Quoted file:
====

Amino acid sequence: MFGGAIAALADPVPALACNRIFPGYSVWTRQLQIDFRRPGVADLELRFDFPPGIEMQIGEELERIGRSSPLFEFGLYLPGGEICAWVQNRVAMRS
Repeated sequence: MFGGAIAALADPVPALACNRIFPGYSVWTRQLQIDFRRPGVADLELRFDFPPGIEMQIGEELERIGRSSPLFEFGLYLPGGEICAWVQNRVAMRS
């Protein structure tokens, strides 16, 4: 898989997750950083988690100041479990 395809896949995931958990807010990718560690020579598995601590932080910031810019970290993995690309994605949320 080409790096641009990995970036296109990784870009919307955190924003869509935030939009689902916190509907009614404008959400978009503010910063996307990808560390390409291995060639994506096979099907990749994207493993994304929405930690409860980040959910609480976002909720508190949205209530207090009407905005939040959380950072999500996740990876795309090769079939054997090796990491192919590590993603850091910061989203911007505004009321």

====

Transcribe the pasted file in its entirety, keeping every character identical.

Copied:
Amino acid sequence: MFGGAIAALADPVPALACNRIFPGYSVWTRQLQIDFRRPGVADLELRFDFPPGIEMQIGEELERIGRSSPLFEFGLYLPGGEICAWVQNRVAMRS
Repeated sequence: MFGGAIAALADPVPALACNRIFPGYSVWTRQLQIDFRRPGVADLELRFDFPPGIEMQIGEELERIGRSSPLFEFGLYLPGGEICAWVQNRVAMRS
């Protein structure tokens, strides 16, 4: 898989997750950083988690100041479990 395809896949995931958990807010990718560690020579598995601590932080910031810019970290993995690309994605949320 080409790096641009990995970036296109990784870009919307955190924003869509935030939009689902916190509907009614404008959400978009503010910063996307990808560390390409291995060639994506096979099907990749994207493993994304929405930690409860980040959910609480976002909720508190949205209530207090009407905005939040959380950072999500996740990876795309090769079939054997090796990491192919590590993603850091910061989203911007505004009321």